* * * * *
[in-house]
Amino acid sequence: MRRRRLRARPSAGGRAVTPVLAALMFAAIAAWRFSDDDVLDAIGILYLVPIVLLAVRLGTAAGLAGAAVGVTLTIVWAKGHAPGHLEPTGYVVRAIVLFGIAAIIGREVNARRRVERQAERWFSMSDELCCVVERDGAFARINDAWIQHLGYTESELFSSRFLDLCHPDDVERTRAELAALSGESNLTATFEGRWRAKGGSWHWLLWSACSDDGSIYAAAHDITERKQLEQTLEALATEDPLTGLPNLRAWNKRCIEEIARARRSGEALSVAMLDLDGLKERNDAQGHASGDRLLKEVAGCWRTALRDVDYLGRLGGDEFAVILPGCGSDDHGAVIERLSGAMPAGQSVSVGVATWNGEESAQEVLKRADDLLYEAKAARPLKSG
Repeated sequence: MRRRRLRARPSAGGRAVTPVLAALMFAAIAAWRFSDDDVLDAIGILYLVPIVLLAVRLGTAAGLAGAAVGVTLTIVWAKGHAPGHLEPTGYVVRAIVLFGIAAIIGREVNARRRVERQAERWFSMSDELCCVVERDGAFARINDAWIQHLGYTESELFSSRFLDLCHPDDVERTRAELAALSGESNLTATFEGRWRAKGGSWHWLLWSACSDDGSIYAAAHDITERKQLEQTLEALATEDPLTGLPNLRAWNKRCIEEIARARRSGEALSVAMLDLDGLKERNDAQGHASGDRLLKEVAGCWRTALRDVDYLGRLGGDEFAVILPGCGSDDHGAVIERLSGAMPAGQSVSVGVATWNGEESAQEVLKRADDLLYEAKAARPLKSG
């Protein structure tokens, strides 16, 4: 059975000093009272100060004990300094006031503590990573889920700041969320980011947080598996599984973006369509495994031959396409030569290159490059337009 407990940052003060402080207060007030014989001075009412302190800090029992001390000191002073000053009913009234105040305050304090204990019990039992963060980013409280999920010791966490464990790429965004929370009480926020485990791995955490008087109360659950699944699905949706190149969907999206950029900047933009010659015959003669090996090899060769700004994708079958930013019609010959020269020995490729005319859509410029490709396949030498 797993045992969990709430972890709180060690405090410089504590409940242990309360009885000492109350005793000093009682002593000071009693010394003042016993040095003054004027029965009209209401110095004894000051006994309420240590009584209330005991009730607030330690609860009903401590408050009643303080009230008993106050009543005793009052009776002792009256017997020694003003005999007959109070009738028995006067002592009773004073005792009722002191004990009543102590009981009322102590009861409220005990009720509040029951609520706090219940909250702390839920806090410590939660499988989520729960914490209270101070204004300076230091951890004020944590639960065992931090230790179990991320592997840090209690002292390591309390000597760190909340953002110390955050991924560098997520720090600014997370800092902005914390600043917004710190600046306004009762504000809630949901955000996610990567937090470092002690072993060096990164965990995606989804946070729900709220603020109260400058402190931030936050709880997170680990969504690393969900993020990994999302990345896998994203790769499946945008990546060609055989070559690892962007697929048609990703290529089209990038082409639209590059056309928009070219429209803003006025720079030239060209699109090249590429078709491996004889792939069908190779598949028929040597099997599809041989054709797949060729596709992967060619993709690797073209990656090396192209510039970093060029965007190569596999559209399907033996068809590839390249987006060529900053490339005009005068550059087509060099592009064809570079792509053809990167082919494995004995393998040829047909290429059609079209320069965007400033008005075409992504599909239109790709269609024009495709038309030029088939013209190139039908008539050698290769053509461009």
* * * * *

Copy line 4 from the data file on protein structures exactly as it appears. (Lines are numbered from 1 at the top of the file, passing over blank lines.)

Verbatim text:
């Protein structure tokens, strides 16, 4: 059975000093009272100060004990300094006031503590990573889920700041969320980011947080598996599984973006369509495994031959396409030569290159490059337009 407990940052003060402080207060007030014989001075009412302190800090029992001390000191002073000053009913009234105040305050304090204990019990039992963060980013409280999920010791966490464990790429965004929370009480926020485990791995955490008087109360659950699944699905949706190149969907999206950029900047933009010659015959003669090996090899060769700004994708079958930013019609010959020269020995490729005319859509410029490709396949030498 797993045992969990709430972890709180060690405090410089504590409940242990309360009885000492109350005793000093009682002593000071009693010394003042016993040095003054004027029965009209209401110095004894000051006994309420240590009584209330005991009730607030330690609860009903401590408050009643303080009230008993106050009543005793009052009776002792009256017997020694003003005999007959109070009738028995006067002592009773004073005792009722002191004990009543102590009981009322102590009861409220005990009720509040029951609520706090219940909250702390839920806090410590939660499988989520729960914490209270101070204004300076230091951890004020944590639960065992931090230790179990991320592997840090209690002292390591309390000597760190909340953002110390955050991924560098997520720090600014997370800092902005914390600043917004710190600046306004009762504000809630949901955000996610990567937090470092002690072993060096990164965990995606989804946070729900709220603020109260400058402190931030936050709880997170680990969504690393969900993020990994999302990345896998994203790769499946945008990546060609055989070559690892962007697929048609990703290529089209990038082409639209590059056309928009070219429209803003006025720079030239060209699109090249590429078709491996004889792939069908190779598949028929040597099997599809041989054709797949060729596709992967060619993709690797073209990656090396192209510039970093060029965007190569596999559209399907033996068809590839390249987006060529900053490339005009005068550059087509060099592009064809570079792509053809990167082919494995004995393998040829047909290429059609079209320069965007400033008005075409992504599909239109790709269609024009495709038309030029088939013209190139039908008539050698290769053509461009």